According to the U.S. Drug Enforcement Administration (DEA), benzodiazepines slow the central nervous system, causing relaxation and sleepiness. Like opioids, benzodiazepines increase the firing of dopamine neurons, causing the user to relax.
Alcohol Use and Grief
Some people drink after experiencing a loss, thinking it will make them feel better. Drinking during times of celebration may amplify merriment, but drinking while grieving can exaggerate grief.
According to the National Institute on Alcohol Abuse and Alcoholism, alcohol interferes with the brain’s communication pathways and the way the brain looks and works. This interference affects mood and behavior, making it difficult to think clearly.
The National Library of Medicine linked bereavement to an increased risk of psychiatric morbidity and mortality in younger people. Substance misuse was often to blame. In this study, provided by the International Journal of Environmental Research and Public Health, younger people felt that drinking helped them open up about their grief, though it had negative effects.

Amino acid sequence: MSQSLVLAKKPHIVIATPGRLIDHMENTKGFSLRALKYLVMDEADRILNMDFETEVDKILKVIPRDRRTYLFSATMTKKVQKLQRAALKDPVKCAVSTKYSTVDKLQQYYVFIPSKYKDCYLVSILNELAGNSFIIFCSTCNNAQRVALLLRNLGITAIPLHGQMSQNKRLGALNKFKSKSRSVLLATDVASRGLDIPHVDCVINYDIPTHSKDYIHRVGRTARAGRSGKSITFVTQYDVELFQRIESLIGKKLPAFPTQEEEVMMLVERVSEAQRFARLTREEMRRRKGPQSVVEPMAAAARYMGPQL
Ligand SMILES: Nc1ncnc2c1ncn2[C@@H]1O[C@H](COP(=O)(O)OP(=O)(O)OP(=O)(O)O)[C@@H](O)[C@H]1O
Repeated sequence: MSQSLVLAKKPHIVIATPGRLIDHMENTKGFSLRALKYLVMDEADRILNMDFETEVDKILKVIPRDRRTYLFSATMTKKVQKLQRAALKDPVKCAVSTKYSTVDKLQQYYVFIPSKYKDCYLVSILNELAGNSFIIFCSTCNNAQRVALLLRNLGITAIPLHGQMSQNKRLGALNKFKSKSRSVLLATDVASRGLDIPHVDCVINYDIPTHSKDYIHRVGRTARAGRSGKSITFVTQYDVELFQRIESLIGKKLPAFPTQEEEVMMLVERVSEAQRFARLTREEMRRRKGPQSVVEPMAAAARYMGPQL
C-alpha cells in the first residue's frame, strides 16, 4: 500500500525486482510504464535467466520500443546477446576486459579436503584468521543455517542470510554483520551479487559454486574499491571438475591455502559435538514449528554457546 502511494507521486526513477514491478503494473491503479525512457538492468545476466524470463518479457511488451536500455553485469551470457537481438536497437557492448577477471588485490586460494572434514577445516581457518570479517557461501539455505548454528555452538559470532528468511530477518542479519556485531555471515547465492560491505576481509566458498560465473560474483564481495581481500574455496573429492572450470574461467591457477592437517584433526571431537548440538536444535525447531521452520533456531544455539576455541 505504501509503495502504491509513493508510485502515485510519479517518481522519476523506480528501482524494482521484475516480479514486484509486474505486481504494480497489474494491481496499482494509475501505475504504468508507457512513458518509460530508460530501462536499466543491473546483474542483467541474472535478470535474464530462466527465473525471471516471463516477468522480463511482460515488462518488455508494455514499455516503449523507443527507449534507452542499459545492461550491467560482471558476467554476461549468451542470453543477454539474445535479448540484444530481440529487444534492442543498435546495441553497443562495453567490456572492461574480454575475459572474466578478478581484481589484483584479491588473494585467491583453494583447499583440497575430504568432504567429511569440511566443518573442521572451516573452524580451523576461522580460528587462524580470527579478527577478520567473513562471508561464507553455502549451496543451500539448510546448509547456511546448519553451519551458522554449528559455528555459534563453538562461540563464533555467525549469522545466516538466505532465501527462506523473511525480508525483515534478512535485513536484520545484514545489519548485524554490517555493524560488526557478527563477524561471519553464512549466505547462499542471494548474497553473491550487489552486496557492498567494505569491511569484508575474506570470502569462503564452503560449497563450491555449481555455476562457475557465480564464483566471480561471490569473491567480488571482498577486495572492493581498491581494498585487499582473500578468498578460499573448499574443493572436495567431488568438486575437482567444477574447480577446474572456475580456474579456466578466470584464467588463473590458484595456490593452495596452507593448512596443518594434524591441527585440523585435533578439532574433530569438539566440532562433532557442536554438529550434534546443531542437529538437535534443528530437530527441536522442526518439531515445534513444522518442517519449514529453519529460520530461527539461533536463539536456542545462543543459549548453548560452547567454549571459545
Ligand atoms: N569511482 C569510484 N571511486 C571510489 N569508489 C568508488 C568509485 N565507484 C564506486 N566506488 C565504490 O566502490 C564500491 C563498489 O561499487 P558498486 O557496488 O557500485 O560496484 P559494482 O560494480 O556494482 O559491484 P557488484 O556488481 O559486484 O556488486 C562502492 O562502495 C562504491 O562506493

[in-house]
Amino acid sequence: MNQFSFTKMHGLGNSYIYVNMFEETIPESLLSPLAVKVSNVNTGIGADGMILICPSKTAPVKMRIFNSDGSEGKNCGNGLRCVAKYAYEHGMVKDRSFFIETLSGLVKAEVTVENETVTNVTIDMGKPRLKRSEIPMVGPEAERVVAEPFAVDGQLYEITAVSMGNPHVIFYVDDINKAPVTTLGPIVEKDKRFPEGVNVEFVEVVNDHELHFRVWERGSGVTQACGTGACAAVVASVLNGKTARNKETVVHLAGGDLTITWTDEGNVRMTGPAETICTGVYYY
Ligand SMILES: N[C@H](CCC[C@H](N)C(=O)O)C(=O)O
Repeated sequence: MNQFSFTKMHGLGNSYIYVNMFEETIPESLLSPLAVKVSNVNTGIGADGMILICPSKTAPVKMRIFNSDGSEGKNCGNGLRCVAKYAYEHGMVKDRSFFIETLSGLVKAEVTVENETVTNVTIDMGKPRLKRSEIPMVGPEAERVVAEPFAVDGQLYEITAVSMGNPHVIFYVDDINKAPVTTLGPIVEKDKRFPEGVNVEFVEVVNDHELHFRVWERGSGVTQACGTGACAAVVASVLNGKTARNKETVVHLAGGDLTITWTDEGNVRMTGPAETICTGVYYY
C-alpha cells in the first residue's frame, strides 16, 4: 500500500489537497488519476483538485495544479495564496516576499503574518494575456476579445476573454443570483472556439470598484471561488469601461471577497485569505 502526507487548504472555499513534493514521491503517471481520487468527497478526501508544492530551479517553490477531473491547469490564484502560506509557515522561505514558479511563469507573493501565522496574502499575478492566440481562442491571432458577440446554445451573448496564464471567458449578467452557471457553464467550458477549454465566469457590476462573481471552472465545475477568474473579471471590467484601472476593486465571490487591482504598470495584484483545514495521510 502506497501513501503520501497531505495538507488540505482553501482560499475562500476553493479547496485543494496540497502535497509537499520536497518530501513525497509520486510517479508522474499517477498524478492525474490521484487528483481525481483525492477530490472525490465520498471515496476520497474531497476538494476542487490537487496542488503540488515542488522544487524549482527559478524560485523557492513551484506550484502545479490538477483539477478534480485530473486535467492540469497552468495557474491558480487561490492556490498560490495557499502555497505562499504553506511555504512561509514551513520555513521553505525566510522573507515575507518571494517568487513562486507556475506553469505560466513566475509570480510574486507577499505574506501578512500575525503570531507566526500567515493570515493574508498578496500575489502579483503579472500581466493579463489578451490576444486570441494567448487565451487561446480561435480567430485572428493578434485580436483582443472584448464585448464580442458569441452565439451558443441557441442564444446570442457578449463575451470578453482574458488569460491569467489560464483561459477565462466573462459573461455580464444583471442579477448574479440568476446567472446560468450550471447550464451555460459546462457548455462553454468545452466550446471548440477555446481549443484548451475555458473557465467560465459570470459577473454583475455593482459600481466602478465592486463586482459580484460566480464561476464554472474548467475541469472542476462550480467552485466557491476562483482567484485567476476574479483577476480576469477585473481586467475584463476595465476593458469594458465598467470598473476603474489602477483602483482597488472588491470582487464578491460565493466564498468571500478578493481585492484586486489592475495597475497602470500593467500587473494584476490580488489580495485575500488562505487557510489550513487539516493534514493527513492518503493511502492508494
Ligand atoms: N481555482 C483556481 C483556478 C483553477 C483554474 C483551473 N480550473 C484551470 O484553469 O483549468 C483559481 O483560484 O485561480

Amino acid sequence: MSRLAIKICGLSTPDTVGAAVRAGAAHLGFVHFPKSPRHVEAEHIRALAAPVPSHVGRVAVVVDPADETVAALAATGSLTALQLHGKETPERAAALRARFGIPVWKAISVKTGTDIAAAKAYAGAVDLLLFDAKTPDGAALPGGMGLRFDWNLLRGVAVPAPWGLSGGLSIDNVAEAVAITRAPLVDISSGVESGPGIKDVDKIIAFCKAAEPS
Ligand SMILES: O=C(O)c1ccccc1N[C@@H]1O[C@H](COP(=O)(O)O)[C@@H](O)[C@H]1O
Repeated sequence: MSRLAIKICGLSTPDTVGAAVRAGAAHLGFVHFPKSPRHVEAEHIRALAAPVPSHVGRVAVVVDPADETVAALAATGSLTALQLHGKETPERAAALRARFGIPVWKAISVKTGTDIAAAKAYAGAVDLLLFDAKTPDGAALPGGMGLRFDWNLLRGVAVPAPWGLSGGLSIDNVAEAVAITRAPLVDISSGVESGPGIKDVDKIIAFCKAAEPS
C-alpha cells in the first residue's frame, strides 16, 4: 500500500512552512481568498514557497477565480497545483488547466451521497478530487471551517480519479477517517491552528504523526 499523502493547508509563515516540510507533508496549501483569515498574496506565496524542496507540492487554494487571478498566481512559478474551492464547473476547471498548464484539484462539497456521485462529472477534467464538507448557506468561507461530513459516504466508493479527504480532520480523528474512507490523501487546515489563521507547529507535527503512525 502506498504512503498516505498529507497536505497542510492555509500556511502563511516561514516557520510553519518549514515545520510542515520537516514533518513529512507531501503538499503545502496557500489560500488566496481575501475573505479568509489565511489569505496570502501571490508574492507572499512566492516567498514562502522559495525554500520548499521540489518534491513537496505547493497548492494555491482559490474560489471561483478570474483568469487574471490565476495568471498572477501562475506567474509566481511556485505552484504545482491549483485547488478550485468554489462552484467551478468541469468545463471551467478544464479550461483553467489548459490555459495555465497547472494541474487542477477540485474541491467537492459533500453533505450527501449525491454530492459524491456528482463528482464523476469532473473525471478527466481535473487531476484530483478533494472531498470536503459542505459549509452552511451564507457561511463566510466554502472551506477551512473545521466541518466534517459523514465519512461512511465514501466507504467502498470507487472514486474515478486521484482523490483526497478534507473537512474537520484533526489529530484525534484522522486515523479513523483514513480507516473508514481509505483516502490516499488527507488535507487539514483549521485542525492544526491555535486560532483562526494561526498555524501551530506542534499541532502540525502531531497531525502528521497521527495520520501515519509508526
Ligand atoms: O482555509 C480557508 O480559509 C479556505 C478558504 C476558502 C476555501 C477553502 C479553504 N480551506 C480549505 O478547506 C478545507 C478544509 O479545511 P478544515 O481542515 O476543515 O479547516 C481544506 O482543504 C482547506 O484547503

One participant was quoted as saying:
“In the first month following his death, I was drinking excessively and smoking marijuana a lot.”
After asking participants about the effects that drinking had on their grief, one participant stated:
“then I found that alcohol made me very depressed, so I stopped drinking completely.”
Repeated alcohol use puts you at a higher risk for developing alcohol dependency.
Repeat Exposure to Substances Leads to Tolerance
Grief is a normal response to intense loss, but knowing this doesn’t make it any easier. According to the Substance Abuse and Mental Health Services Administration (SAMHSA), everyone processes grief differently. The time it takes a person to go through the grieving process varies.